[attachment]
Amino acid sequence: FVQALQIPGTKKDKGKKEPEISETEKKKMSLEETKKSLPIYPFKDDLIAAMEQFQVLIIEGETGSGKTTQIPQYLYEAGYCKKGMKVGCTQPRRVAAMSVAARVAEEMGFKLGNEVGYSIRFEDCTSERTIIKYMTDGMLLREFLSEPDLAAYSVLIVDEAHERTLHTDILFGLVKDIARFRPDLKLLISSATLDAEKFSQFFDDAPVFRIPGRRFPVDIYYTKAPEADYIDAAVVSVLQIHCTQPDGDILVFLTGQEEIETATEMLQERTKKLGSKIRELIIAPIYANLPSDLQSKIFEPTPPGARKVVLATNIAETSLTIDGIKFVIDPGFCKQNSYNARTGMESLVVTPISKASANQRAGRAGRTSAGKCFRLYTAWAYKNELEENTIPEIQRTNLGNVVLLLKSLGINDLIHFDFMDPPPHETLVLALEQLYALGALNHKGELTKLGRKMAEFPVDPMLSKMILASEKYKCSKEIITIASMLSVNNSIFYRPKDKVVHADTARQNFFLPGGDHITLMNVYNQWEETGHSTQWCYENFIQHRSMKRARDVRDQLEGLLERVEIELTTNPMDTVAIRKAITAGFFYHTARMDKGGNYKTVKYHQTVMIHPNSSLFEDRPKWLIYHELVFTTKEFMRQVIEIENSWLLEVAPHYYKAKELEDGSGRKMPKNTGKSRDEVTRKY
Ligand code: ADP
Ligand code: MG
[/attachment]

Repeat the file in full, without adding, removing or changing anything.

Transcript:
Amino acid sequence: FVQALQIPGTKKDKGKKEPEISETEKKKMSLEETKKSLPIYPFKDDLIAAMEQFQVLIIEGETGSGKTTQIPQYLYEAGYCKKGMKVGCTQPRRVAAMSVAARVAEEMGFKLGNEVGYSIRFEDCTSERTIIKYMTDGMLLREFLSEPDLAAYSVLIVDEAHERTLHTDILFGLVKDIARFRPDLKLLISSATLDAEKFSQFFDDAPVFRIPGRRFPVDIYYTKAPEADYIDAAVVSVLQIHCTQPDGDILVFLTGQEEIETATEMLQERTKKLGSKIRELIIAPIYANLPSDLQSKIFEPTPPGARKVVLATNIAETSLTIDGIKFVIDPGFCKQNSYNARTGMESLVVTPISKASANQRAGRAGRTSAGKCFRLYTAWAYKNELEENTIPEIQRTNLGNVVLLLKSLGINDLIHFDFMDPPPHETLVLALEQLYALGALNHKGELTKLGRKMAEFPVDPMLSKMILASEKYKCSKEIITIASMLSVNNSIFYRPKDKVVHADTARQNFFLPGGDHITLMNVYNQWEETGHSTQWCYENFIQHRSMKRARDVRDQLEGLLERVEIELTTNPMDTVAIRKAITAGFFYHTARMDKGGNYKTVKYHQTVMIHPNSSLFEDRPKWLIYHELVFTTKEFMRQVIEIENSWLLEVAPHYYKAKELEDGSGRKMPKNTGKSRDEVTRKY
Ligand code: ADP
Ligand code: MG